Mom guilt plagues all of us mothers. We worry that we are doing the right things for our children, saying the right things when we discipline, and that we are feeding them the right foods.
And when we don’t do what we (or society) deems is “right” or “the best” we feel guilty. We feel as though we have let our children down in some way. We start saving for their inevitable future therapy sessions because we are sure we are damaging them in some way long-term by letting them watch Daniel Tiger for two hours straight one Saturday morning.
I used to hate the feeling of mom guilt. I would try to push it as far away from my brain as possible, telling myself I shouldn’t feel guilty because I’m doing the best I can in this moment. I would justify my actions or my words because “mom guilt” seemed like a silly construct put together by society telling me what I should or shouldn’t do with my children. But as the years went on I began to embrace my mom guilt for what it really was: an accountability partner.
Many of us have accountability partners for things like working out or eating healthy. We join Facebook groups and talk about how we did during the day when it comes to our personal well-being. But mom guilt, who has come to be my dear friend, is like an internal accountability partner. Sure, I get annoyed with her when she asks me several times per day if I should really be doing that. And sometimes I argue with her about the fact that I need that time to myself while the kids watch more television or that McDonald’s is definitely a rite of passage and who am I to deprive them?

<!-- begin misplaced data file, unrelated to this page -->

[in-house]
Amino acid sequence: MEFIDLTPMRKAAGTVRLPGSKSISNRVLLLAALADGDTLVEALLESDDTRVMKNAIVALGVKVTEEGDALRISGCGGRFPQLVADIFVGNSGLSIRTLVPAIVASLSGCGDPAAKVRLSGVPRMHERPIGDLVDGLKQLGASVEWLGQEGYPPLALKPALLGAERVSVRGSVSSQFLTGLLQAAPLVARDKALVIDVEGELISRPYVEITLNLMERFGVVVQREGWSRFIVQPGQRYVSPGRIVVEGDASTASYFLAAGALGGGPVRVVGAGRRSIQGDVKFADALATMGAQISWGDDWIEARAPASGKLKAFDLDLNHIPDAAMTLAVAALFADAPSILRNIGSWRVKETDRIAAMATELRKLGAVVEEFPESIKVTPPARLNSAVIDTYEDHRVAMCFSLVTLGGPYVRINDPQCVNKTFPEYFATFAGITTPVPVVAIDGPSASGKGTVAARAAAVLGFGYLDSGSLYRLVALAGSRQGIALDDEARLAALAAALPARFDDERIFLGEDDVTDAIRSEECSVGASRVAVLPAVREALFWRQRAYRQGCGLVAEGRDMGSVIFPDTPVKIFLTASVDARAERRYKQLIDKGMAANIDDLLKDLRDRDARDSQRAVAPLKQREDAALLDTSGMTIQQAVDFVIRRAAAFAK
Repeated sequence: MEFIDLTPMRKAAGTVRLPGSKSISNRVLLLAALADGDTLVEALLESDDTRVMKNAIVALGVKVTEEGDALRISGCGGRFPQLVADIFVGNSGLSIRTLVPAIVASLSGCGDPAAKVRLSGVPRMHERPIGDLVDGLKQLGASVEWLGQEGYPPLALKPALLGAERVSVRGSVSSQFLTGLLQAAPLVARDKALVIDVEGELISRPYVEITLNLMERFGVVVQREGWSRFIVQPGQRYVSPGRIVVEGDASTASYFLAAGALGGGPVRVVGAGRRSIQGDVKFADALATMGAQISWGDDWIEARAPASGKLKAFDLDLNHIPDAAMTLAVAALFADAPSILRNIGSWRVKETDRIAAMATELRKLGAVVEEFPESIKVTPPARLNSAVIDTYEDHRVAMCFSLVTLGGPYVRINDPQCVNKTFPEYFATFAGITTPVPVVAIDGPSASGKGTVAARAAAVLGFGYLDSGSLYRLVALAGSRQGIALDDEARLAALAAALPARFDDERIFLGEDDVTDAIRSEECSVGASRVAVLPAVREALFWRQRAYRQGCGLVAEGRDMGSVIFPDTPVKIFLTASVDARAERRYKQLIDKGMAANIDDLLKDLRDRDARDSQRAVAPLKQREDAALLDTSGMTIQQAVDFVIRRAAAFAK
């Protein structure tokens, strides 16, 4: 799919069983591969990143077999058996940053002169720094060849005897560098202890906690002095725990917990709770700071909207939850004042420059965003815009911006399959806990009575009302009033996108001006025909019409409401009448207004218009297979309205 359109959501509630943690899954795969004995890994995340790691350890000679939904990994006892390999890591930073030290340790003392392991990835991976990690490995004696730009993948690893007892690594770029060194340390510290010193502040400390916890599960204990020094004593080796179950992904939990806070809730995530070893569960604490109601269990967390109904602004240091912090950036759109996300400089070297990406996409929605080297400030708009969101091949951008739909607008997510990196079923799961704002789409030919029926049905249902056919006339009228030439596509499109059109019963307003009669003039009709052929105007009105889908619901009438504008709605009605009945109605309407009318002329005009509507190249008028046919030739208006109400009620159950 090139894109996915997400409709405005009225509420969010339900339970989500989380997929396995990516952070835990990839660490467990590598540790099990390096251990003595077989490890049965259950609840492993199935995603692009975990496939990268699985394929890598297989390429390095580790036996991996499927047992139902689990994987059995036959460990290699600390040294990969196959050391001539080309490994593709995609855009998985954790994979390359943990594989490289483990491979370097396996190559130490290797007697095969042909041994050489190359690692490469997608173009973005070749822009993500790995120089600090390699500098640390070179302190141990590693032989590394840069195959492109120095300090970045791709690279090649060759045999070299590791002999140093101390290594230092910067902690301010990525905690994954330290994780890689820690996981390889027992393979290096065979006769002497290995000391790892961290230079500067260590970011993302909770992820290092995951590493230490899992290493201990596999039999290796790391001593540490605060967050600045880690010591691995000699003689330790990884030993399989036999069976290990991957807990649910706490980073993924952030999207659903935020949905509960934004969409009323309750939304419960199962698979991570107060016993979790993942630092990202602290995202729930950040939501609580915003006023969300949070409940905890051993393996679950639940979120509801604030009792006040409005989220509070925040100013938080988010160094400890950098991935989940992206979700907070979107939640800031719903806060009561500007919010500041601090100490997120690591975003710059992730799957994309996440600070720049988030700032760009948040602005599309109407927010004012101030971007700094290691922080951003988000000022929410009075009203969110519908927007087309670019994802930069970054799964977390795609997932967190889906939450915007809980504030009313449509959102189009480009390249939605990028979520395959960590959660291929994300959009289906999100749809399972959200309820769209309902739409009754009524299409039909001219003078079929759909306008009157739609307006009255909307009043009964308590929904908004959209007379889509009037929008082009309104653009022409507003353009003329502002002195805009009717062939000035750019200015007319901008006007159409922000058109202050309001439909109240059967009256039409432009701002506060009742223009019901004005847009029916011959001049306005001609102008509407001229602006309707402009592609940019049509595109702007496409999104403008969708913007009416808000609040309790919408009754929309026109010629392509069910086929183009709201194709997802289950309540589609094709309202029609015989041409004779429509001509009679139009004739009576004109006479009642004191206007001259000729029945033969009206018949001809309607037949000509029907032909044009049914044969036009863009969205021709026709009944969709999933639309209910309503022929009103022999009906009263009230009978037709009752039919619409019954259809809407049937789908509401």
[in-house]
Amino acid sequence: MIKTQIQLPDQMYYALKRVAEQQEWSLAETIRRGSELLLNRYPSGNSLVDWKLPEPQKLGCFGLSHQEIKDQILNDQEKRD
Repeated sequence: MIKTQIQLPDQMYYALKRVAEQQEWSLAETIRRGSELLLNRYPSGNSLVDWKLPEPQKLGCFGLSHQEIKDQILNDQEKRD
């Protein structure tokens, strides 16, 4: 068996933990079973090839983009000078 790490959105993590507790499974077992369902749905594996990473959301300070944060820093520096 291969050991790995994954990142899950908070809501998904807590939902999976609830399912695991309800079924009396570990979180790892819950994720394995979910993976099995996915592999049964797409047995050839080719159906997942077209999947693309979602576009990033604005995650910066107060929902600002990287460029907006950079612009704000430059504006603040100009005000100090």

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Mom guilt is always there. She’s always watching and she’s always judging. Some days I hate her. But no matter how hard I try, I can’t get rid of her.
Yes, she’s always there but it’s not always bad. Her judging eyes make me second guess whether McDonald’s really is the best choice, or if I should suck it up and just make dinner. She gives me a little pat on the back when I drive past it instead of stopping. She reminds me ever so gently with those tiny internal pangs that maybe its time to turn the television off even though the lack of screaming is oh-so-enjoyable right now. She insists I stay up later than I should going through Pinterest for healthy meal ideas, homeschooling activities, and parenting tips. Mom guilt tells me that the behavior chart is a good idea even if it takes forever to make, and that volunteering in my child’s school is a great thing to do even if it takes up my precious work time during the day.
I will be honest. Sometimes I do shut her out. Sometimes we make the stop or they watch an extra 30 minutes of television because, well, I do need it. Workouts need rest days and even the healthiest eaters have cheat meals because recovery and recuperation is an important part of our mental state as mothers. I still feel her watching me during those times, but I also remind myself that I do deserve it and I do need it sometimes.
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And that’s okay, because life is a balance and motherhood is like walking on a tightrope with bad parenting and insanity nipping at your heels below. Mom guilt is just a little balance pole you hold on to as you walk along that line, helping you to remember that the best way to do things is the way that is right for you.
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